Creating Environments That Work for All Youth: Increasing the Use of Evidence-Based Strategies by Special Education Teachers (December 2006)
NCSET Research to Practice Brief
With a goal of increasing the use of evidence-based practices in special education programs and improve student outcomes, a research demonstration project was developed through a unique partnership of special educators, parents, administrators, and investigators. This brief reports on the method, implementation, and initial findings from this project.

Cultural and Linguistic Diversity: Implications for Transition Personnel (October 2005)
NCSET Essential Tool
This Essential Tool summarizes current research about transition issues and Culturally and Linguistically Diverse (CLD) youth with disabilities. It also offers information on how transition personnel can effectively support these youth by building on their strengths and enhancing natural supports available within their families and communities. Also included are numerous practical tools, and information on further resources.

The Emergence of Psychiatric Disabilities in Postsecondary Education (September 2004)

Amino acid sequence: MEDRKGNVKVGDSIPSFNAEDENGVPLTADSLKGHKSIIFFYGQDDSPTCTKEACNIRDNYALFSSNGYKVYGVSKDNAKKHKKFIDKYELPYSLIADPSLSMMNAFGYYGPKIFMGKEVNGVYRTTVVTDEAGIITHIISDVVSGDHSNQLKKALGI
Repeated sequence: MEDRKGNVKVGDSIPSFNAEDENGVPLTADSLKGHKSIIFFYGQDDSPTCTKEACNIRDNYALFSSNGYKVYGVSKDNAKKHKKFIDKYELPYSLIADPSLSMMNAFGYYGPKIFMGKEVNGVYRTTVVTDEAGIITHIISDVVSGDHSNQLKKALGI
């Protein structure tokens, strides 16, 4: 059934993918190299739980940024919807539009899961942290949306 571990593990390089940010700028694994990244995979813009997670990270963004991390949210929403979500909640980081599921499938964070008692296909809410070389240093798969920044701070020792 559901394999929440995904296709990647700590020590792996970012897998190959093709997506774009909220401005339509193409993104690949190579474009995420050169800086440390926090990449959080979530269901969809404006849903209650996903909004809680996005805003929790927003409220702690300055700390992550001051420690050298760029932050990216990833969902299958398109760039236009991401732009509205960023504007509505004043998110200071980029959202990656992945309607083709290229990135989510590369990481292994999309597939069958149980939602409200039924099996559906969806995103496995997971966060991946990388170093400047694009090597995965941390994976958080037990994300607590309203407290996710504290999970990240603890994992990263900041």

NCSET Issue Brief  
An unprecedented and growing number of postsecondary students report psychiatric disabilities. This brief provides a brief definition of the issue and an outline of the primary barriers such students face in completing postsecondary education. The brief also offers strategies for postsecondary professionals, recommendations, and further resources.

Enhancing Academic Achievement and Transition Outcomes Using Technology (September 2005)
NCSET Information Brief  
It is critical that innovative curricula emerge that combine standards-based academics with transition planning to facilitate access to general education, including multiple-outcome measures and learning supports. In response to this challenge, the Nisonger Center at Ohio State University (OSU) developed a standards-driven, computer-based curriculum for students with disabilities in grades 8 through 10. This brief describes the curriculum and the principles behind it.